Freedom of Association-Yes, Ethnic Cleansing-No: Solidarity with All Enemies of the State Reply

In my perfect world, there would be nothing but voluntary communities, and particular communities could be as open or closed as their members wanted. I tend to think that for utilitarian reasons within the current state-capitalist system there needs to be at least some limitation on both immigration and discrimination. I don’t know that throwing open the borders and saying, “Come one, come all” would have a happy ending, just like I don’t think anyone’s freedom is being abridged when WalMart can’t put a sign out front saying, “No Coloreds Allowed.” Virtually the entire spectrum of the ruling class and the state benefits from mass immigration, i.e. more scab labor employers, more clients for social services bureaucrats, more constituents for ethnic lobbies, more voters for political parties, more students for the education bureaucracy, new parishioners for organized religion, etc. But immigration enforcement also benefits other state/ruling class interests, i.e. the federal police state, companies that get state contracts to build walls/detention centers, the prison-industrial complex, capitalist corporations that profit from prison labor, retrograde Republican politicians using immigration as political vehicle, etc. It’s a win-win situation for the power elite, and lose-lose for everyone else.

I don’t think it’s a Left/Right issue per se. Immigrant detention centers didn’t start with Trump. They’ve been around for quite a while spanning Democratic and Republican administrations. I’d argue immigrant detention centers are part of the wider apparatus of the police state/state legal racket/prison-industrial complex. So people in immigrant detention centers are in the same boat as people in jails, prisons, places of involuntary psychiatric incarceration, juvenile detention, etc, etc,etc Traditionally, the US prison system has overlapped with the older slave system as well as things like Jim Crow. I’d argue it’s also something that transcends boundaries of race, class, gender, politics, etc even if those categories aren’t irrelevant either. But the same traditional conservative vs traditional progressive dichotomy that defines US politics today has been in place for over a century with swings back and forth in different directions.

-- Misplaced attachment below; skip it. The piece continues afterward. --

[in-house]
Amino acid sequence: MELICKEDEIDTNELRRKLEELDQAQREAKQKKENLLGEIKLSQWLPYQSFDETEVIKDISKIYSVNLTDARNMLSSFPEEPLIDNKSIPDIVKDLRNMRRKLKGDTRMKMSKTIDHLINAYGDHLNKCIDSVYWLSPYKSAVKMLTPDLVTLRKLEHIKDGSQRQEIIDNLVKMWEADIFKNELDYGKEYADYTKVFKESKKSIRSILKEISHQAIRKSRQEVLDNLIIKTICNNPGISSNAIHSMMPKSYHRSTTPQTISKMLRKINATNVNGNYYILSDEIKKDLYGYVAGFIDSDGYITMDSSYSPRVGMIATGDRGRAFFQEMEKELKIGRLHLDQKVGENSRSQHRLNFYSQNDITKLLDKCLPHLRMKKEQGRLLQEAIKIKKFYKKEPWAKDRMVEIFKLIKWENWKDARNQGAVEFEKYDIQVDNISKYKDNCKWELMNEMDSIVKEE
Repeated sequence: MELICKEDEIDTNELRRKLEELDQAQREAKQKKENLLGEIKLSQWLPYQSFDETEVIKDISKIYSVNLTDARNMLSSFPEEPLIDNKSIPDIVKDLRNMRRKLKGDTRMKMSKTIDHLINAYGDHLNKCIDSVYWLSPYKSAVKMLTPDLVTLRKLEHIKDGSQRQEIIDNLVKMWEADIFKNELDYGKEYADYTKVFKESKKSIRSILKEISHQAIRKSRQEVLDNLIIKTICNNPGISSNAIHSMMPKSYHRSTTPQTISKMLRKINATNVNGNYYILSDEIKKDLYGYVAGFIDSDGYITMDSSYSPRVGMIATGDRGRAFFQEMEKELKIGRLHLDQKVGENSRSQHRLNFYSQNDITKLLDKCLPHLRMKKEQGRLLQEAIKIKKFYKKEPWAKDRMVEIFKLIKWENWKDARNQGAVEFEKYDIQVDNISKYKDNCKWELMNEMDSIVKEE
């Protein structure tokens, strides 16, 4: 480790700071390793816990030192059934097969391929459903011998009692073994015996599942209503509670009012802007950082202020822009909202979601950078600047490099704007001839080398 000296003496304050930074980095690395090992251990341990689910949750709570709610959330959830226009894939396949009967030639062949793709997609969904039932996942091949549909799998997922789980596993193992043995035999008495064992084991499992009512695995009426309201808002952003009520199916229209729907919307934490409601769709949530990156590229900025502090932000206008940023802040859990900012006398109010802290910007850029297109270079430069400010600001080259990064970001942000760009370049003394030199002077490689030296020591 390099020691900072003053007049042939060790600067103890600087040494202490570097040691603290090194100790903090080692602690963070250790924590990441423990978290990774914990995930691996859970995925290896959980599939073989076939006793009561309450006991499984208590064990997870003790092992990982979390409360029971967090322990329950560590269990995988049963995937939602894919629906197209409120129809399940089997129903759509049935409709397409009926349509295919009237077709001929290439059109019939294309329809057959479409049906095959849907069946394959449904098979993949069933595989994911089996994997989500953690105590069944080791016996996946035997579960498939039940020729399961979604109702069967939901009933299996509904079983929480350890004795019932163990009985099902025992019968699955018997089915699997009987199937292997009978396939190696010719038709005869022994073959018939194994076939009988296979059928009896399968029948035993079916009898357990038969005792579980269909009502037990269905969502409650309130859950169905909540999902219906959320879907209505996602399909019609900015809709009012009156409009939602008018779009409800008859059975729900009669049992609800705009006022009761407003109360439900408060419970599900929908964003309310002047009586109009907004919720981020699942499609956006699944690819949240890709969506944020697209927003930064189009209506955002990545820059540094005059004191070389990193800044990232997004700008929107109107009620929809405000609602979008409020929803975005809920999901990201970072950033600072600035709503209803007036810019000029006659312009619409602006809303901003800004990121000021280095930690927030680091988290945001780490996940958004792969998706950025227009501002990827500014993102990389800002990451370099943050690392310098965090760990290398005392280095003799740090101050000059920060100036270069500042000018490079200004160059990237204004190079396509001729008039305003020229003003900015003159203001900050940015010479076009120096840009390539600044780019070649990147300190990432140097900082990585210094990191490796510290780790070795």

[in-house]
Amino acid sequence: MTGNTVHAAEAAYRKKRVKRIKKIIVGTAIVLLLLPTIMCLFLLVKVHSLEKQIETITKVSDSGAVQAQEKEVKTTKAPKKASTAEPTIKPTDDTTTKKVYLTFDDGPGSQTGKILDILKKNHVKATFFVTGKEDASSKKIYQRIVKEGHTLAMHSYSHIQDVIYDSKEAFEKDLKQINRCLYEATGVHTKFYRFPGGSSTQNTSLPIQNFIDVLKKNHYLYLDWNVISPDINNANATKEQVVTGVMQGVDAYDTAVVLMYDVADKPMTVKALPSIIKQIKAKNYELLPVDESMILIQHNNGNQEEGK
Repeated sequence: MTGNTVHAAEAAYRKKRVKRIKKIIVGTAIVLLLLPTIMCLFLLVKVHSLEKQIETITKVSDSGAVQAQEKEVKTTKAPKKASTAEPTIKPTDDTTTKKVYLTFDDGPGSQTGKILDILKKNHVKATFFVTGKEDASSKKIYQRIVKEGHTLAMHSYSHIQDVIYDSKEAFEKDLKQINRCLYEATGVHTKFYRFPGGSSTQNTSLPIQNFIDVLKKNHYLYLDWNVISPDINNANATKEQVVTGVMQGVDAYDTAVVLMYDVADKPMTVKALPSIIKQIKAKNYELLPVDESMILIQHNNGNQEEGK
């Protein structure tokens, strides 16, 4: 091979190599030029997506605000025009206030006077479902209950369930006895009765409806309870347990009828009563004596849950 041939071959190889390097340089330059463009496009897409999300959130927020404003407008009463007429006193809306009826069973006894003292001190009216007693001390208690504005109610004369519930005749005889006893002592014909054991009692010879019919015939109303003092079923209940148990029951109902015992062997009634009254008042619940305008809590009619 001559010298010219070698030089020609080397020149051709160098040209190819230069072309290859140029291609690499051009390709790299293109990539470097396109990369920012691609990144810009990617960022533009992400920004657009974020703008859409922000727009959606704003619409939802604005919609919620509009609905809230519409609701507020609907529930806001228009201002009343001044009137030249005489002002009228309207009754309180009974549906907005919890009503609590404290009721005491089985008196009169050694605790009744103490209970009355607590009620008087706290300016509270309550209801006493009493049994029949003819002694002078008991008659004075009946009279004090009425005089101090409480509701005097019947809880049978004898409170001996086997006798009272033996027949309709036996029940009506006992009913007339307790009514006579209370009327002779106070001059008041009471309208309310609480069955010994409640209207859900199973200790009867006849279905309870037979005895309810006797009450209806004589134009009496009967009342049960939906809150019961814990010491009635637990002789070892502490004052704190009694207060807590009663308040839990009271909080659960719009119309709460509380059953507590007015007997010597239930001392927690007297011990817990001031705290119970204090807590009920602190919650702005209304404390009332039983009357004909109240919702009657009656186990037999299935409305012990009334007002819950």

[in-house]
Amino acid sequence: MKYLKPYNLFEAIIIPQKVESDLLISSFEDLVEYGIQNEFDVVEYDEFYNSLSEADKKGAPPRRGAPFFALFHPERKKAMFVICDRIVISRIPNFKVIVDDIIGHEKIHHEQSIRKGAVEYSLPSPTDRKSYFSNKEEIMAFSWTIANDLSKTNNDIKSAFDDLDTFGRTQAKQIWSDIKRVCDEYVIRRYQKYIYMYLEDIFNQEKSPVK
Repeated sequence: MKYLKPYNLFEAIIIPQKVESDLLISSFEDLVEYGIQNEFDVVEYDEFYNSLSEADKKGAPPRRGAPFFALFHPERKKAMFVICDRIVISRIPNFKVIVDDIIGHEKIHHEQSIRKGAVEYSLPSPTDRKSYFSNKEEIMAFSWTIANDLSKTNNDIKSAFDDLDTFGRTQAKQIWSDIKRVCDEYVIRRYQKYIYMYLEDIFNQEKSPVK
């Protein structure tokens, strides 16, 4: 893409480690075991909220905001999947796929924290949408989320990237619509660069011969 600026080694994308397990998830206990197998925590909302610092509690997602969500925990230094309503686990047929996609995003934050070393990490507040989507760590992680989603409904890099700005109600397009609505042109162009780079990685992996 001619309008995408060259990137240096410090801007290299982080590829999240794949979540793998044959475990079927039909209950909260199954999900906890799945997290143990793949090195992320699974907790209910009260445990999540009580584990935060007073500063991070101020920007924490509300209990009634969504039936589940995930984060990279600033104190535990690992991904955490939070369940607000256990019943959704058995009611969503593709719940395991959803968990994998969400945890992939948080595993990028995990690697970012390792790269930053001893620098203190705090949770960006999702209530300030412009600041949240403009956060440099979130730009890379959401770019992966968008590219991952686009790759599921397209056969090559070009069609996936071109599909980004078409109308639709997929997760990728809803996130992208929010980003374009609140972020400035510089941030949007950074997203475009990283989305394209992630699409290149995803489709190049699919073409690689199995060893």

Progressives have exercised a great deal of influence over US society since around 1900 (Teddy Roosevelt and Woodrow Wilson were Progressives, for God’s sake). Progressives have long been involved in facilitating authoritarian state policies (eugenics, racism, and drug and alcohol prohibition among them). During the course of the 20th century progressives did an about face on race, immigration, homosexuality, the “sexual revolution,” etc. But they’ve still favored authoritarian state policies in many other areas. For example, the modern “war on drugs” has been supported just as zealously by liberal politicians and civil rights leaders as conservative Republicans and the religious right, and the war on drugs is to a large degree the foundation/cornerstone of the modern American police state (though there are obviously many other contributing factors).

Most progressives are not anarchists or libertarians (left or right) and don’t claim to be. They accept the supposed legitimacy of the state, state law, state penal institutions, etc. They just don’t like it when these things are used against people they like (illegal immigrants, environmental protestors, etc) as opposed to people they don’t like (the Bundy clan, corporate executives, gun nuts, racists, etc). But given their acceptance of these things, they don’t really have a principled argument against the statist argument that says, “If you don’t want to go to jail, don’t break the law” or “The law is the law. If you don’t like the law, you can work to change it not break it” or “These people chose to break the law and choices have consequences.” Once the legitimacy of the state, state law, police, prisons, etc. is conceded, I don’t know that there is a principled counterargument that can be raised that doesn’t amount to special pleading.

Of course, my view is that anarchists and libertarians who wish to be consistent should stand in solidarity will ALL persons being held by the police state and prison-industrial complex (and, yes, that includes serial killers on death row, racist hate criminals, scumbag corporate executives, pedos, and every other kind of creep imaginable as well illegal immigrants, drug users/sellers, sex workers, “consensual criminals,” self-defenders, “survival criminals,” vagrants, etc). The struggle against the state/ruling class/power elite/globalism/imperialism/capitalism/Zionism is not a “Nice People Only” club.

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